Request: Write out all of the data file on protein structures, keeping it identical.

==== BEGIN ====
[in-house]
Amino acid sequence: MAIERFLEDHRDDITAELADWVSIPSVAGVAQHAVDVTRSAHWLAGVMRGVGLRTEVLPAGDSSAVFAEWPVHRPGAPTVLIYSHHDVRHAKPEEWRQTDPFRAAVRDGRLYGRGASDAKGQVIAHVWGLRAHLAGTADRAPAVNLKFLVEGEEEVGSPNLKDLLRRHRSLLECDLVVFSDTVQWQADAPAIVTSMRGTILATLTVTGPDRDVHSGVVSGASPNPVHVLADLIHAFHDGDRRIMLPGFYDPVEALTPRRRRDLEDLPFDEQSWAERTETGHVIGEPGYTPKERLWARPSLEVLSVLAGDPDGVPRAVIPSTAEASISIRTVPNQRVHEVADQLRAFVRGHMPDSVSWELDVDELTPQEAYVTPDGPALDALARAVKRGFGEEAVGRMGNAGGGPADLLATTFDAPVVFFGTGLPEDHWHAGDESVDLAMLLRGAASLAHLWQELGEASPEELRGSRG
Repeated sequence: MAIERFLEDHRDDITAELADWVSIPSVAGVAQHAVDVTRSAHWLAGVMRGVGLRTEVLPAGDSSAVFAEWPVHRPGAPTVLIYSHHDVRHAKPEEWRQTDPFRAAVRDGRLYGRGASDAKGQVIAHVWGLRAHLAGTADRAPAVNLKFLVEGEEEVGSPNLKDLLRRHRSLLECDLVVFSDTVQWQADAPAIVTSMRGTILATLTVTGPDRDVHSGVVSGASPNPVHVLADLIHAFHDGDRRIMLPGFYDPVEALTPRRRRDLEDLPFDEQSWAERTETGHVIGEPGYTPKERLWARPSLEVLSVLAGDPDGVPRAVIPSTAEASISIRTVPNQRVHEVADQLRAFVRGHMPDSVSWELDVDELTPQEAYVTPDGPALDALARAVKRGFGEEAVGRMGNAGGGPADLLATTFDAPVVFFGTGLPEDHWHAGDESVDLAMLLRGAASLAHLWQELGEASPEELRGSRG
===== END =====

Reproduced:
[in-house]
Amino acid sequence: MAIERFLEDHRDDITAELADWVSIPSVAGVAQHAVDVTRSAHWLAGVMRGVGLRTEVLPAGDSSAVFAEWPVHRPGAPTVLIYSHHDVRHAKPEEWRQTDPFRAAVRDGRLYGRGASDAKGQVIAHVWGLRAHLAGTADRAPAVNLKFLVEGEEEVGSPNLKDLLRRHRSLLECDLVVFSDTVQWQADAPAIVTSMRGTILATLTVTGPDRDVHSGVVSGASPNPVHVLADLIHAFHDGDRRIMLPGFYDPVEALTPRRRRDLEDLPFDEQSWAERTETGHVIGEPGYTPKERLWARPSLEVLSVLAGDPDGVPRAVIPSTAEASISIRTVPNQRVHEVADQLRAFVRGHMPDSVSWELDVDELTPQEAYVTPDGPALDALARAVKRGFGEEAVGRMGNAGGGPADLLATTFDAPVVFFGTGLPEDHWHAGDESVDLAMLLRGAASLAHLWQELGEASPEELRGSRG
Repeated sequence: MAIERFLEDHRDDITAELADWVSIPSVAGVAQHAVDVTRSAHWLAGVMRGVGLRTEVLPAGDSSAVFAEWPVHRPGAPTVLIYSHHDVRHAKPEEWRQTDPFRAAVRDGRLYGRGASDAKGQVIAHVWGLRAHLAGTADRAPAVNLKFLVEGEEEVGSPNLKDLLRRHRSLLECDLVVFSDTVQWQADAPAIVTSMRGTILATLTVTGPDRDVHSGVVSGASPNPVHVLADLIHAFHDGDRRIMLPGFYDPVEALTPRRRRDLEDLPFDEQSWAERTETGHVIGEPGYTPKERLWARPSLEVLSVLAGDPDGVPRAVIPSTAEASISIRTVPNQRVHEVADQLRAFVRGHMPDSVSWELDVDELTPQEAYVTPDGPALDALARAVKRGFGEEAVGRMGNAGGGPADLLATTFDAPVVFFGTGLPEDHWHAGDESVDLAMLLRGAASLAHLWQELGEASPEELRGSRG